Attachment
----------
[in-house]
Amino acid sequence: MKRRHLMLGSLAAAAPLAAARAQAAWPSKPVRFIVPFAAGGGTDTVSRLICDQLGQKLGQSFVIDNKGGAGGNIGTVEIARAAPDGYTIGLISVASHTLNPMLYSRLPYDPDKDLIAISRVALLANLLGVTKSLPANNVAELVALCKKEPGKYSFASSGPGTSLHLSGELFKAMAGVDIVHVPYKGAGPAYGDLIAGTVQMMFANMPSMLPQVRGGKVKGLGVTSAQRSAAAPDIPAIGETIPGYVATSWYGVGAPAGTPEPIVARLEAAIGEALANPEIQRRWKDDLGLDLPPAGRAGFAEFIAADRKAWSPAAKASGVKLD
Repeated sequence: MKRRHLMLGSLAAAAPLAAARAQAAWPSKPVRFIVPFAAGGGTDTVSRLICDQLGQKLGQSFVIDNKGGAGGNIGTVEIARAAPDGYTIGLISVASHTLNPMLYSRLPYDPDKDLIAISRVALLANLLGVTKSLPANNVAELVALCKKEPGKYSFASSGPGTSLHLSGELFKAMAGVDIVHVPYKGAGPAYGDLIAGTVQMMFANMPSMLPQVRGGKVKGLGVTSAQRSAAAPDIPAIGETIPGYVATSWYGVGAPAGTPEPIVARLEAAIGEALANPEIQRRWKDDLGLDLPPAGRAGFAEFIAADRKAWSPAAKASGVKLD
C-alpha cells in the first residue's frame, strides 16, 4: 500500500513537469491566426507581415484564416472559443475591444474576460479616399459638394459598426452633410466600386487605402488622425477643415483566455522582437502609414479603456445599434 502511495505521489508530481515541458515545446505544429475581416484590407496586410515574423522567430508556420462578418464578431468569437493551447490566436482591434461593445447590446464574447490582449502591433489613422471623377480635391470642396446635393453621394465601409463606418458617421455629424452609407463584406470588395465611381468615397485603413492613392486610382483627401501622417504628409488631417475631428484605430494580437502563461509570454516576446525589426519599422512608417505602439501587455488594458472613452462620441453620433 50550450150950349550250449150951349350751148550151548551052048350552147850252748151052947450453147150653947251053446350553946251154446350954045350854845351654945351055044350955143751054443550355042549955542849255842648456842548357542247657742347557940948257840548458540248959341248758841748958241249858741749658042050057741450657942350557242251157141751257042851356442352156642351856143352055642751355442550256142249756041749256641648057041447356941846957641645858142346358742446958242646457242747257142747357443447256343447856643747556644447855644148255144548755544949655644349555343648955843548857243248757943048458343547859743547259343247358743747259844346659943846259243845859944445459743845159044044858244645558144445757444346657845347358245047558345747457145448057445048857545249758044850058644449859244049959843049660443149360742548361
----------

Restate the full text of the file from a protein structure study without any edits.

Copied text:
[in-house]
Amino acid sequence: MKRRHLMLGSLAAAAPLAAARAQAAWPSKPVRFIVPFAAGGGTDTVSRLICDQLGQKLGQSFVIDNKGGAGGNIGTVEIARAAPDGYTIGLISVASHTLNPMLYSRLPYDPDKDLIAISRVALLANLLGVTKSLPANNVAELVALCKKEPGKYSFASSGPGTSLHLSGELFKAMAGVDIVHVPYKGAGPAYGDLIAGTVQMMFANMPSMLPQVRGGKVKGLGVTSAQRSAAAPDIPAIGETIPGYVATSWYGVGAPAGTPEPIVARLEAAIGEALANPEIQRRWKDDLGLDLPPAGRAGFAEFIAADRKAWSPAAKASGVKLD
Repeated sequence: MKRRHLMLGSLAAAAPLAAARAQAAWPSKPVRFIVPFAAGGGTDTVSRLICDQLGQKLGQSFVIDNKGGAGGNIGTVEIARAAPDGYTIGLISVASHTLNPMLYSRLPYDPDKDLIAISRVALLANLLGVTKSLPANNVAELVALCKKEPGKYSFASSGPGTSLHLSGELFKAMAGVDIVHVPYKGAGPAYGDLIAGTVQMMFANMPSMLPQVRGGKVKGLGVTSAQRSAAAPDIPAIGETIPGYVATSWYGVGAPAGTPEPIVARLEAAIGEALANPEIQRRWKDDLGLDLPPAGRAGFAEFIAADRKAWSPAAKASGVKLD
C-alpha cells in the first residue's frame, strides 16, 4: 500500500513537469491566426507581415484564416472559443475591444474576460479616399459638394459598426452633410466600386487605402488622425477643415483566455522582437502609414479603456445599434 502511495505521489508530481515541458515545446505544429475581416484590407496586410515574423522567430508556420462578418464578431468569437493551447490566436482591434461593445447590446464574447490582449502591433489613422471623377480635391470642396446635393453621394465601409463606418458617421455629424452609407463584406470588395465611381468615397485603413492613392486610382483627401501622417504628409488631417475631428484605430494580437502563461509570454516576446525589426519599422512608417505602439501587455488594458472613452462620441453620433 50550450150950349550250449150951349350751148550151548551052048350552147850252748151052947450453147150653947251053446350553946251154446350954045350854845351654945351055044350955143751054443550355042549955542849255842648456842548357542247657742347557940948257840548458540248959341248758841748958241249858741749658042050057741450657942350557242251157141751257042851356442352156642351856143352055642751355442550256142249756041749256641648057041447356941846957641645858142346358742446958242646457242747257142747357443447256343447856643747556644447855644148255144548755544949655644349555343648955843548857243248757943048458343547859743547259343247358743747259844346659943846259243845859944445459743845159044044858244645558144445757444346657845347358245047558345747457145448057445048857545249758044850058644449859244049959843049660443149360742548361